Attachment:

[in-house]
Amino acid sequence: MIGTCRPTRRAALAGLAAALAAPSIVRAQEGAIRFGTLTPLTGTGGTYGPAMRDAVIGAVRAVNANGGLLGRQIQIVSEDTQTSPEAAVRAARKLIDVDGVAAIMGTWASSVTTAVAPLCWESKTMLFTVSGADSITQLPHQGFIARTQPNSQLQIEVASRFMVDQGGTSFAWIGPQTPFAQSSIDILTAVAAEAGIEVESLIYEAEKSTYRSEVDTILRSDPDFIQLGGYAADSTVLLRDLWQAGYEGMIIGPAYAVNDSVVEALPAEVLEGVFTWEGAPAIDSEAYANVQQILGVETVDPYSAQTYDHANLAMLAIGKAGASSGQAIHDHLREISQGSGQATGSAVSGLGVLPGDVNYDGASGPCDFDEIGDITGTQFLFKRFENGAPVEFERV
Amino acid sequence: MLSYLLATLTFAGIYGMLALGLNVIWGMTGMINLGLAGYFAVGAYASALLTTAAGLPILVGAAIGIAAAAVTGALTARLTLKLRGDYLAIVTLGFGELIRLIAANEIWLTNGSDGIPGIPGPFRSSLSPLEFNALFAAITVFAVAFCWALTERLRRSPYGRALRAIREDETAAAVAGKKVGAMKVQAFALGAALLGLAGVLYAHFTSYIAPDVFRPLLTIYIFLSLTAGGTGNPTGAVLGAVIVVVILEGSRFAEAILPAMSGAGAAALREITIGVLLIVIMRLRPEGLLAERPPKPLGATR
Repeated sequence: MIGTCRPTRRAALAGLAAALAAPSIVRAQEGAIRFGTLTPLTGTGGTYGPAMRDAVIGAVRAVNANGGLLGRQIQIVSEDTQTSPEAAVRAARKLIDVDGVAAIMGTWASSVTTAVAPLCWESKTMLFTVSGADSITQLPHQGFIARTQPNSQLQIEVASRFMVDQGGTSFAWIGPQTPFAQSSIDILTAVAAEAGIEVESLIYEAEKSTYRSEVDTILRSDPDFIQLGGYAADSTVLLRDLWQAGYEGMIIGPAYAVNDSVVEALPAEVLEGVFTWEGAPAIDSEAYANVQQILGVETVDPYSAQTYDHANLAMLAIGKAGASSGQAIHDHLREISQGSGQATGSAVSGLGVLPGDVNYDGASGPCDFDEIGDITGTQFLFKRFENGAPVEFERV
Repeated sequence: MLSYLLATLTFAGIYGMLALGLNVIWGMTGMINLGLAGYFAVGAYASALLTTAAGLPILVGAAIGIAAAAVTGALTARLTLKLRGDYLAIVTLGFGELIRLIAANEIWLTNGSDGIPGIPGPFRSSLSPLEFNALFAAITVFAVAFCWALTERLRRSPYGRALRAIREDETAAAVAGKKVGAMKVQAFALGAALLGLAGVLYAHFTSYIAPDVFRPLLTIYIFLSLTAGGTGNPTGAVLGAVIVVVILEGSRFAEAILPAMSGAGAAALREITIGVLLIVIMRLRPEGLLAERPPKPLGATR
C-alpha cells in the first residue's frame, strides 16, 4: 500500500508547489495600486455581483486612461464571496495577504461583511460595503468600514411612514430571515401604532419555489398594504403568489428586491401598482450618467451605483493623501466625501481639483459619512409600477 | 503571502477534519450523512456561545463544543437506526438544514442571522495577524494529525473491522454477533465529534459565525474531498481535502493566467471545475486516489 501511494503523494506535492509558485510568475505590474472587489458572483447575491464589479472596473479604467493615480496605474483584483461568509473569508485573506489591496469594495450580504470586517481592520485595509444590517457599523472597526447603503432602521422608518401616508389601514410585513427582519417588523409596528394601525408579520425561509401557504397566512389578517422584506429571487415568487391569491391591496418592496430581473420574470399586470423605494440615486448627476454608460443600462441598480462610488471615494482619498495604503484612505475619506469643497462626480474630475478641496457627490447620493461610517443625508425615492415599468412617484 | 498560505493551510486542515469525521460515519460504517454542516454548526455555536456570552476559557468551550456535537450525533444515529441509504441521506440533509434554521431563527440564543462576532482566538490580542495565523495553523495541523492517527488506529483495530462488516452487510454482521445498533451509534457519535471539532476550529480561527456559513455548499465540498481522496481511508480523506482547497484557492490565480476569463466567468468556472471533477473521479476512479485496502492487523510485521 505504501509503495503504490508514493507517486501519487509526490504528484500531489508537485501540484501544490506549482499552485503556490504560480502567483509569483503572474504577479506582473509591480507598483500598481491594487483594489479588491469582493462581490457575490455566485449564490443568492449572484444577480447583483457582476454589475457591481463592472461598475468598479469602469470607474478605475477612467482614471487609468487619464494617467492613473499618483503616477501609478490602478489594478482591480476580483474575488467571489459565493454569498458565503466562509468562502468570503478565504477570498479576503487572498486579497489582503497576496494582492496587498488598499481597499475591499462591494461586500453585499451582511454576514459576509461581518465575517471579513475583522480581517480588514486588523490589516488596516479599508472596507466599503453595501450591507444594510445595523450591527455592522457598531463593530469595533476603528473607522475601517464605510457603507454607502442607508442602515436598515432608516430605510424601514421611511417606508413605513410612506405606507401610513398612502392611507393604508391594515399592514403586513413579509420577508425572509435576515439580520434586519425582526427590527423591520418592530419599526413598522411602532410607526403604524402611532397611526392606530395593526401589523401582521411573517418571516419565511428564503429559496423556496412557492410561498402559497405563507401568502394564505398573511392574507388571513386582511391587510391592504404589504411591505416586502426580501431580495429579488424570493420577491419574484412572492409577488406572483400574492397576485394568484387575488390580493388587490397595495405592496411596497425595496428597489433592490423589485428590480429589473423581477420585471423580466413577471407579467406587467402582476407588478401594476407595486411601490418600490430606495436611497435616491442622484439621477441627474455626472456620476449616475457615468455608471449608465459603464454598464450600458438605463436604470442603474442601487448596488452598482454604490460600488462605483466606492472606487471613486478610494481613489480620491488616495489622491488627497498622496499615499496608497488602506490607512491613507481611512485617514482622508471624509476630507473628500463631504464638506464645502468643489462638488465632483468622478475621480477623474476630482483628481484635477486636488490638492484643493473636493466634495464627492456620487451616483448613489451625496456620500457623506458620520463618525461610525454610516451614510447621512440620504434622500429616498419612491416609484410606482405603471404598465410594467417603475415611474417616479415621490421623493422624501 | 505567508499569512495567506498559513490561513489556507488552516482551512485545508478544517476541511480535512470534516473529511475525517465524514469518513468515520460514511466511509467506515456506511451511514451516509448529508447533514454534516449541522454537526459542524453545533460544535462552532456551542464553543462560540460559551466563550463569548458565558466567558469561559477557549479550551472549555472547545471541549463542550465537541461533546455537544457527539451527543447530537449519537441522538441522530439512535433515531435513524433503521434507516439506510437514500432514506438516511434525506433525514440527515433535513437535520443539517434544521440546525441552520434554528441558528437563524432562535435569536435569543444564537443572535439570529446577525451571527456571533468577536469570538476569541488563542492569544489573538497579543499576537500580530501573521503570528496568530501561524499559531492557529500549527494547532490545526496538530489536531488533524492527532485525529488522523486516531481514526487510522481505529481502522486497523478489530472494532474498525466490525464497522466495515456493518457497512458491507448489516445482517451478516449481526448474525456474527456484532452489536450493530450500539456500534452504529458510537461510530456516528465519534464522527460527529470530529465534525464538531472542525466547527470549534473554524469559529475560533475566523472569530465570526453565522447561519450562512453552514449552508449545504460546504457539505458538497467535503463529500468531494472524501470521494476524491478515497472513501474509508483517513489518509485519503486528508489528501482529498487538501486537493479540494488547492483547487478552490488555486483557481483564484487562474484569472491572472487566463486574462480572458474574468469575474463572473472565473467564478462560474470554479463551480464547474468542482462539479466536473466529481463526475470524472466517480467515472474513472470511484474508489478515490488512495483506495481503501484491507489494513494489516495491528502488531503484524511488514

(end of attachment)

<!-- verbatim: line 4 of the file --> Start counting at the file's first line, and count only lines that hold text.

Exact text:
Repeated sequence: MIGTCRPTRRAALAGLAAALAAPSIVRAQEGAIRFGTLTPLTGTGGTYGPAMRDAVIGAVRAVNANGGLLGRQIQIVSEDTQTSPEAAVRAARKLIDVDGVAAIMGTWASSVTTAVAPLCWESKTMLFTVSGADSITQLPHQGFIARTQPNSQLQIEVASRFMVDQGGTSFAWIGPQTPFAQSSIDILTAVAAEAGIEVESLIYEAEKSTYRSEVDTILRSDPDFIQLGGYAADSTVLLRDLWQAGYEGMIIGPAYAVNDSVVEALPAEVLEGVFTWEGAPAIDSEAYANVQQILGVETVDPYSAQTYDHANLAMLAIGKAGASSGQAIHDHLREISQGSGQATGSAVSGLGVLPGDVNYDGASGPCDFDEIGDITGTQFLFKRFENGAPVEFERV